3. I'm quite confident that if GW did release the rulebook and accompanying codexes' that their profits would actually increase — whether from a price hike on minis, or from players buying more – or even both (which in my opinion what would actually happen).I can't speak for anyone else, but once I get my hands on a dex my mind dreams up all kinds of cool army lists and conversions that I want to do — I then have to fight myself to not go crazy and buy everything in sight for the army.But this could just be me as GW minis are my retail therapy.

  4. I in no way condone not owning a rulebook (especially since I typically windup purchasing multiple starter sets for the minis alone), or your codex, butI agree with you otherwise. I'm glad to see that I'm not alone inquestioning the business model. 🙂

  5. Not everyone has access to a printer to print out the rules. The printed rulebook is a convenient option for a lot of people, and it happens to be high-quality and durable.It also cannot be tampered with non-obviously.The rulebooks also give credibility to the game – it looks professional, and you feel you're getting something for your money.So yes, we need printed rules.The question now is, do we need an alternative free set of rules to download?No.Because there are pirated copies so freely available. Because you can borrow the books easily. Because you can pretty much remember most of the rules in your head anyway.When people give stuff away for free over the internet, it's because their current marketing model isn't working. Businesses don't give things away for free unless they are desperate. 40K is a niche market, it's not mass-market like Facebook or Twitter, it can't be supported by adverts, or by 1% of users who choose to pay for a better service. 40K needs all players to be buying stuff. The BRB and Codices are beautiful, inspiring works of art that people are proud to own. To give them away would cheapen them and the game itself.And anyway, they've done it with BFG and Epic, and I don't see those systems becoming massively successful because of it, do you?

  6. Oops just remembered you commented on BFG and Epic already. So scratch my last comment. Even though I disagree with your assumption that it is a flaw in the gaming systems that contribute to lack of success. You could find spurious arguments about ANY game system (including 40K) to explain a lack of success.However, the Warhammer Online free trial is a sign that they are struggling to get subscribers, and isn't a fair proof of concept. It also probably isn't GW who is making the pricing decisions on that, it's the computer game publishers who do that.Right now, GW isn't struggling. They've been tightening their belts, yes, but so has everyone else. They have no real competition in the marketplace (Privateer Press doesn't have shops or a share price). So they don't really need to change the way they do this.If you want free rules, man up and be a pirate. Otherwise, man up and pay up.(I don't condone piracy, btw, but is it any different from seeking something for free that currently costs money?)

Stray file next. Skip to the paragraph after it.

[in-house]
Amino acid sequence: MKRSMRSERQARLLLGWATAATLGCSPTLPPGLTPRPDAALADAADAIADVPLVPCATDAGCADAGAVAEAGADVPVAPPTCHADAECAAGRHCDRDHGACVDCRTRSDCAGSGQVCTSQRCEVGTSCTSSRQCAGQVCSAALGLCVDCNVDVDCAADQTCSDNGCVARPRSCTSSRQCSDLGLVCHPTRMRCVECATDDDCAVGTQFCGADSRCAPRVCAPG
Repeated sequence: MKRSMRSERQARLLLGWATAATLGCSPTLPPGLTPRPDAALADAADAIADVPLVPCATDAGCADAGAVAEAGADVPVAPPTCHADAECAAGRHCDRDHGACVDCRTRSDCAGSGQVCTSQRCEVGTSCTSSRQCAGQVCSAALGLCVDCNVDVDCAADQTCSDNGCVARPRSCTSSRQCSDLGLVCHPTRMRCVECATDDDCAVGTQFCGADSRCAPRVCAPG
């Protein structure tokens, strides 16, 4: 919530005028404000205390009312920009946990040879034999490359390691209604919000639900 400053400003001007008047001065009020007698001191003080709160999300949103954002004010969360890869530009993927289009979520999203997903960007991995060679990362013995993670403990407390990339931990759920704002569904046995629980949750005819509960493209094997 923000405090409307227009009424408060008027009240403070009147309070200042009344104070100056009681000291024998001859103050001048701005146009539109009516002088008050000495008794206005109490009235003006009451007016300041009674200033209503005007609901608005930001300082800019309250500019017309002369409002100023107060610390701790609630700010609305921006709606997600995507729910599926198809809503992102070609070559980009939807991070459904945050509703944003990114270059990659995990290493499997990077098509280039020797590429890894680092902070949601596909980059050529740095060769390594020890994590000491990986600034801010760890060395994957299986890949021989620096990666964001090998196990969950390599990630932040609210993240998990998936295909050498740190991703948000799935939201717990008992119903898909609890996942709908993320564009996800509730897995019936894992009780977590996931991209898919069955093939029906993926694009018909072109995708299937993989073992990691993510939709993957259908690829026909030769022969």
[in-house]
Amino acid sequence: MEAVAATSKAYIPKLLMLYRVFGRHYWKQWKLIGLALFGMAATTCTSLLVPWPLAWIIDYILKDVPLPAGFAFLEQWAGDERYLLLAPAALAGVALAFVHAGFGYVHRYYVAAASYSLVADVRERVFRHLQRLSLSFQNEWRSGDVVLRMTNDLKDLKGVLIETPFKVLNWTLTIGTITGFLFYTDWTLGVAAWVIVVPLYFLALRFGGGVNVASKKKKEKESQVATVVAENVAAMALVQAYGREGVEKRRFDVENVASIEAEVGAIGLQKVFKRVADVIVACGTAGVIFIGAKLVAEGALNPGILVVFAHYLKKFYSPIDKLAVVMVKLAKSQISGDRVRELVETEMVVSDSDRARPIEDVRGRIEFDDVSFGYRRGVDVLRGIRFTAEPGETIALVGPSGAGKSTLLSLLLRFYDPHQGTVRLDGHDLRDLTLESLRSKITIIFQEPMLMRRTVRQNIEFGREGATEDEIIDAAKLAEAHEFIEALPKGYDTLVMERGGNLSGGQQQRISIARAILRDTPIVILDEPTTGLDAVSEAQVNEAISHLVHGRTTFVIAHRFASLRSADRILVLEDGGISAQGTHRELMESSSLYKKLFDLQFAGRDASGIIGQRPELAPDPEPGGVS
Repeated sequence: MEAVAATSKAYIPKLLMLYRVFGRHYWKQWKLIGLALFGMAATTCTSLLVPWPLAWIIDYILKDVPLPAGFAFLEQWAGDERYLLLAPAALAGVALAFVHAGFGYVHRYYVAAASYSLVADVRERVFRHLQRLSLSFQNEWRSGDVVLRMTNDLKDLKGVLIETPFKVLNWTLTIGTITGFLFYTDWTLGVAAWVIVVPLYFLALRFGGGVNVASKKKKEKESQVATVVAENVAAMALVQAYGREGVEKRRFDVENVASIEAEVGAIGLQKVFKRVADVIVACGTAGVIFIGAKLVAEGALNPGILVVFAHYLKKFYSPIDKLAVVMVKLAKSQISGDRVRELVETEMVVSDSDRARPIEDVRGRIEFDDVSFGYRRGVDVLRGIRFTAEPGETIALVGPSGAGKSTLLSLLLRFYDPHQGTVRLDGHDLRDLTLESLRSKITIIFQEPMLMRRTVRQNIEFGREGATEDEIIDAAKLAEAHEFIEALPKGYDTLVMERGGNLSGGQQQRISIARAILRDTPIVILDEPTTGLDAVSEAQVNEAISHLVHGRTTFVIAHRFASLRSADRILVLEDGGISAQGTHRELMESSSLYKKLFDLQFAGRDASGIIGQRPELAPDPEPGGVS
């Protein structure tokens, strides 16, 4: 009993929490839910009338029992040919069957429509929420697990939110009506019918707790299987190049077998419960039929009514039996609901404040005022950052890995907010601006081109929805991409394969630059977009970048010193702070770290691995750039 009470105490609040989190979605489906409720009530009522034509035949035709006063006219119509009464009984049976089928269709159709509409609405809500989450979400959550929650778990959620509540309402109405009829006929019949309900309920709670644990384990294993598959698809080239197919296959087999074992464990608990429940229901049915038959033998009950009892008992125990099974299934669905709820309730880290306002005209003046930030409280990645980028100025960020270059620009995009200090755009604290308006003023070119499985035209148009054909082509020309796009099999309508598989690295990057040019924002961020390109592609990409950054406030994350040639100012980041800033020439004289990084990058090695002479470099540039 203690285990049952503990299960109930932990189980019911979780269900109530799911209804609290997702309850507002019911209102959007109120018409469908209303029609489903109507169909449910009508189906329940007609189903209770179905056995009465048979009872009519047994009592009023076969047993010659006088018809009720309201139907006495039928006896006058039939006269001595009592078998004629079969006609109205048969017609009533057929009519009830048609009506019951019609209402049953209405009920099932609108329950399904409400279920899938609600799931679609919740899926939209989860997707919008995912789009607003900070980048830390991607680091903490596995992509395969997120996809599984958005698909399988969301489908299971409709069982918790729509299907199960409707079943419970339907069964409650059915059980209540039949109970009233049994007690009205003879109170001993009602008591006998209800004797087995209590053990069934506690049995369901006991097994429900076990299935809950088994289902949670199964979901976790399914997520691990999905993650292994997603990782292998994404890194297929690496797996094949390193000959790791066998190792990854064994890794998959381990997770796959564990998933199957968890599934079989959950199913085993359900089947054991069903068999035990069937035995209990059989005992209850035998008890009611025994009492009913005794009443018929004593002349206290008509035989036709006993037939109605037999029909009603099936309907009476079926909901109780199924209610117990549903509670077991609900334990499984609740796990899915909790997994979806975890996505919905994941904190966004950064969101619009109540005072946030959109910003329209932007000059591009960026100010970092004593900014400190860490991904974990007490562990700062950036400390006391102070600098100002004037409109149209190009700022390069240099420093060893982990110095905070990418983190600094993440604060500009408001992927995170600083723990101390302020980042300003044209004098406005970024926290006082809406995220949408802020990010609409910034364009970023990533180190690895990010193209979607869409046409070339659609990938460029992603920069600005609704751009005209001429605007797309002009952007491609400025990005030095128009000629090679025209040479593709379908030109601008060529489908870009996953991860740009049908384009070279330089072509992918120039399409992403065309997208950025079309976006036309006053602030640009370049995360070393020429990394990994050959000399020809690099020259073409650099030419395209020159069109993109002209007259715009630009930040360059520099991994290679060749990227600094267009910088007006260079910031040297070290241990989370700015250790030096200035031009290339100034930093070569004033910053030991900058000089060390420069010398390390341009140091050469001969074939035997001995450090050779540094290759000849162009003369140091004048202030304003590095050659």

7. PS I like this blog, and read it regularly. But this post was just so ill-considered that I had to comment. :)Please keep writing other hobby stuff!

  8. HelloNever posted here before but this is something a friend and I was talking about the other day but about RPG books. I dont see why GW couldnt do both, by having the rules freely available from their webiste in a PDF form and then the ability to buy the rules in a nice well lay out book. I, for a time, was using a Nid codex that was printed from a PDF when I first got into the game 5 years ago. Just after a few games, I had had enough and I went a got the actual book. There was too much playing around with lose pieces of paper. There are lots of companies out there who do release their rules for free (which was what the RPG company had done with their rules) and I actually think it is very inspiring. My friend downloaded the rules, read through them, loved the game, the ideas and then went and paid for a actual copy of the book. I think this is a good thing to do, let people try the product before they become really commited, let people see how good the game is and then they will be willing to pay out for a lovely, decent copy of the rules. I personally always like to have a copy of the actual rule book as so have both hard back books for fanasty and 40K. Also, for MBA, where I live, specialist games are very popular, and when a new person comes to our club and wants to join in, we refer them to the website and the free rules, play a couple of games and if they decide to start to play, 9 times out of 10, they turn up with a army and the purchased rule book. Our society is based around material items, just because you can have a free, downloadable copy doesnt mean a professionally printed, hard back book wont sell, because it will.